• Keep food sources secure: Pet food, bird feeders, or even trash cans can attract unwanted feathered visitors. Store them securely indoors or in sealed containers.
  • Stay vigilant: Keep an eye out for any signs of future feathered intruders and address them promptly to maintain your garage as a human-only domain.

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Additional Tips

Protecting Yourself and the Bird

Chemicals and sprays
  • Chemicals and sprays: Resist the urge to use insecticides, disinfectants, or other chemicals to expel the bird. These can be harmful to both the bird and your own health, and may even exacerbate the situation by causing the bird to panic or become disoriented.

Seeking Professional Help

  • Injured birds: If you suspect the bird is injured, like having a broken wing or difficulty moving, don’t attempt to handle it yourself. Contact a local wildlife rehabilitation center immediately. They have the expertise and equipment to safely capture and care for the bird, increasing its chances of recovery and release back into the wild.

Understanding Bird Behavior

Understanding Bird Behavior
  • Nesting season: Be mindful of the time of year. During nesting season, from spring to early summer, disturbing a bird or its nest can violate wildlife laws and disrupt its breeding cycle. If you find a nest in your garage, avoid using the space and seek advice from a wildlife professional on how to proceed without harming the birds.

Patience and Respect

  • Slow and steady: Remember, patience is key. Rushing the bird or using loud noises can be counterproductive, causing it to become more disoriented and frightened. Allow the bird time to adjust and feel comfortable enough to leave the garage on its own accord.

Creating a Bird-Friendly Environment:

  • Preventative measures: Once the feathered friend is safely outside, take steps to prevent future avian incursions. Seal any potential entry points around windows, doors, and vents. Additionally, consider installing humane bird deterrents like mesh screens or reflective ornaments to discourage future visits without harming the birds.

Sharing the Space

Sharing the Space
  • Live and let live: In some cases, peaceful coexistence might be possible. If the bird has chosen your garage as a temporary refuge without causing any harm, consider leaving a small open window or vent to allow it free access to and from its temporary shelter. Be sure to keep food and water sources outside the garage to avoid attracting other wildlife.


By approaching the situation with a calm and respectful attitude, you can help the bird safely navigate its way out of your garage and back into the wild. This unexpected encounter offers an opportunity to appreciate the wonder of wildlife and understand our role in sharing our living spaces with these feathered creatures.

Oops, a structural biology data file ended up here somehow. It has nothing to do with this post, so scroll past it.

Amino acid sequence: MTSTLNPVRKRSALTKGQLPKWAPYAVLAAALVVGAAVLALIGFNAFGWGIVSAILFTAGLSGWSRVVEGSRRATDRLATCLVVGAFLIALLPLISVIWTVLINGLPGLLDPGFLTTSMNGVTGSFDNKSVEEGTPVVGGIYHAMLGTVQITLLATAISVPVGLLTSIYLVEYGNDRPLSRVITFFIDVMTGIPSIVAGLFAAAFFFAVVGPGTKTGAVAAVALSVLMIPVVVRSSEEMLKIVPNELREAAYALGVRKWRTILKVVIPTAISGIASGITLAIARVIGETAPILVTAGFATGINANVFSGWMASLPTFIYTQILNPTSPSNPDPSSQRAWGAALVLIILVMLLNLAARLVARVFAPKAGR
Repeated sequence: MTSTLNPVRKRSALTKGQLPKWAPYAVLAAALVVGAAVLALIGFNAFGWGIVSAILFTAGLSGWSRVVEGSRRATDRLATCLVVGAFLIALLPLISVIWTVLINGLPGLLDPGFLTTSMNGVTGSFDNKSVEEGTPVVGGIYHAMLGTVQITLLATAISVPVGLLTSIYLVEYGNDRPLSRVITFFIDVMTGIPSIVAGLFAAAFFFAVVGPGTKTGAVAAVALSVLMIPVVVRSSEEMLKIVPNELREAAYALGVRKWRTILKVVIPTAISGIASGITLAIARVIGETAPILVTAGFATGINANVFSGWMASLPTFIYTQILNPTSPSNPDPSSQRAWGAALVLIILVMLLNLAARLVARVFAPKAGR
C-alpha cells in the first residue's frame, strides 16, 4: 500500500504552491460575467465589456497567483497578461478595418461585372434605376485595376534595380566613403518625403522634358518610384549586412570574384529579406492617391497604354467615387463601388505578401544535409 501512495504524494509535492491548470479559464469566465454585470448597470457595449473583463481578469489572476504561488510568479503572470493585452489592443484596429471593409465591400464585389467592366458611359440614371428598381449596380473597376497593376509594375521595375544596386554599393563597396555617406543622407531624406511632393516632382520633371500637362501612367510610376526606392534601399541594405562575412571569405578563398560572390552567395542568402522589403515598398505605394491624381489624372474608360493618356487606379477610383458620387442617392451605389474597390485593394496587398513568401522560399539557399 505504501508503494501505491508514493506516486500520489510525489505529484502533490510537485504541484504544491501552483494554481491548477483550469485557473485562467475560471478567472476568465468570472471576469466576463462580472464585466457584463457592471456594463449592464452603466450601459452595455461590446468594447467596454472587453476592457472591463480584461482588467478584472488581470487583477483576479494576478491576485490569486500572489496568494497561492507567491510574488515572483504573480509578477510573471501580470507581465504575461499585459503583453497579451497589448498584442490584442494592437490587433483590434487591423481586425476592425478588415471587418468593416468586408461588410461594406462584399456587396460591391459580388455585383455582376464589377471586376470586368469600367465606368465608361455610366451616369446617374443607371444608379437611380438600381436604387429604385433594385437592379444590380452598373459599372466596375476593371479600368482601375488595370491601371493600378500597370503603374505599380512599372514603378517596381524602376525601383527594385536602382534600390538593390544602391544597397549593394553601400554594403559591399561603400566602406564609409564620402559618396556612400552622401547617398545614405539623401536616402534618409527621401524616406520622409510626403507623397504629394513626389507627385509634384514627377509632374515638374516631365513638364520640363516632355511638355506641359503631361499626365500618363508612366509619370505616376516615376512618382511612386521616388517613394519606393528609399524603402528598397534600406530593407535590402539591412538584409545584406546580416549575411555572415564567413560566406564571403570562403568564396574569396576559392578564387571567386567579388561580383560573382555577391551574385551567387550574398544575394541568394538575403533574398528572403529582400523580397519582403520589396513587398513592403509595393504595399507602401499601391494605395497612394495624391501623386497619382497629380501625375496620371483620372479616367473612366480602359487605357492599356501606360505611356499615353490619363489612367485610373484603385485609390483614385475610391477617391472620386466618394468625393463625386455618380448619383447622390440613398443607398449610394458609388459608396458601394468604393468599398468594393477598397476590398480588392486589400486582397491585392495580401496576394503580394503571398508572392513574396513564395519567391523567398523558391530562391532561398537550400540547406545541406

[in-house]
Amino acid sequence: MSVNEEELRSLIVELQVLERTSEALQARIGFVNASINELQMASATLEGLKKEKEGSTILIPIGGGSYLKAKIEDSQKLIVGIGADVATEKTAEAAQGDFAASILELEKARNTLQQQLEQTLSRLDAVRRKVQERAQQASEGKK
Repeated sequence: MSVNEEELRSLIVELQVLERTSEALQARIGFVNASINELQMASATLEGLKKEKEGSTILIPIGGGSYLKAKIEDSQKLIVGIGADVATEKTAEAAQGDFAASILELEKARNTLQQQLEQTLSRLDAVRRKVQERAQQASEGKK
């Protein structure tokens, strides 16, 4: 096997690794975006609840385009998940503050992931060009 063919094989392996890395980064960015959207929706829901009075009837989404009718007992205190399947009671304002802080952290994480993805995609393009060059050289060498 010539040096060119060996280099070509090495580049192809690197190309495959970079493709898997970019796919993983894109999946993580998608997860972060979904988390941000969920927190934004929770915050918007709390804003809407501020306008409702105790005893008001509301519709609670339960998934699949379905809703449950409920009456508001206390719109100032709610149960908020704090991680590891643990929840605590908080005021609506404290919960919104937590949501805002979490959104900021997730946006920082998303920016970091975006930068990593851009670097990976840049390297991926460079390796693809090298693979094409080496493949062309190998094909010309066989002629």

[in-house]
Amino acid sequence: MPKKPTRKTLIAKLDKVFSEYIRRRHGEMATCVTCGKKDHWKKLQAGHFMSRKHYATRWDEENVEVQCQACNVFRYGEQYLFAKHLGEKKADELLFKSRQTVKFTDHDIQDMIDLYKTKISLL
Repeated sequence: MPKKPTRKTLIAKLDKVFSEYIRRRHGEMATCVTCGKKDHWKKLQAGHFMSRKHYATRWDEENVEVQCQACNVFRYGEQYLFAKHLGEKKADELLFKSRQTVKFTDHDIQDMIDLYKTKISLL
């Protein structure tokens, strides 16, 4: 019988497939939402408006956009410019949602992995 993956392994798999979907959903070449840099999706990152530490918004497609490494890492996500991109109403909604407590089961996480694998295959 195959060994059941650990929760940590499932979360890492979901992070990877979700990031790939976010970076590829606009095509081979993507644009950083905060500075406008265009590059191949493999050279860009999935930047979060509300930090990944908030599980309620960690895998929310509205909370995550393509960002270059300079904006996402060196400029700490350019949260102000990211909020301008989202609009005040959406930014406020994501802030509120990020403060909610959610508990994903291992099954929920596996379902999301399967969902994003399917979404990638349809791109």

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Peaceful Coexistence: Sharing Your Garage with Feathered Friends

Peaceful Coexistence

While the initial instinct might be to shoo away any bird that finds its way into your garage, in some cases, peaceful coexistence can be a viable option. This can be especially true for smaller, non-invasive species like swallows, wrens, or even the occasional robin. Here’s how to explore the possibility of sharing your space with these feathered visitors:

Creating a Bird-Friendly Haven Outside

Creating a Bird-Friendly Haven Outside
  • Attract them elsewhere: Set up bird feeders and birdbaths outside the garage, strategically placed to draw the birds’ attention away from the garage interior. Offer a variety of seeds and water, catering to different bird preferences.
  • Nest boxes and roosting options: Provide nesting boxes or roosting platforms near the garage roof or in nearby trees. This can offer them a more natural and desirable alternative to the garage interior.
  • Bird-friendly landscaping: Plant native flowers and shrubs around your property that attract beneficial insects, which in turn attract birds looking for a tasty snack. This creates a natural food source away from your garage.

Encouraging Natural Departure

Encouraging Natural Departure
  • Open windows and doors strategically: Leave open windows and doors on the opposite side of the garage from the bird, creating a clear path towards the outside world. This offers a natural exit without forcing the bird to fly through unfamiliar territory.
  • Light modulation: Dim the garage lights, especially during the day. Birds navigate by light, and a darker interior can make the windows and doors appear brighter and more inviting as escape routes.
  • Patience and observation: Avoid rushing the process. Give the bird time to adjust and feel comfortable enough to leave on its own terms. Observe its behavior and adjust your approach based on its cues.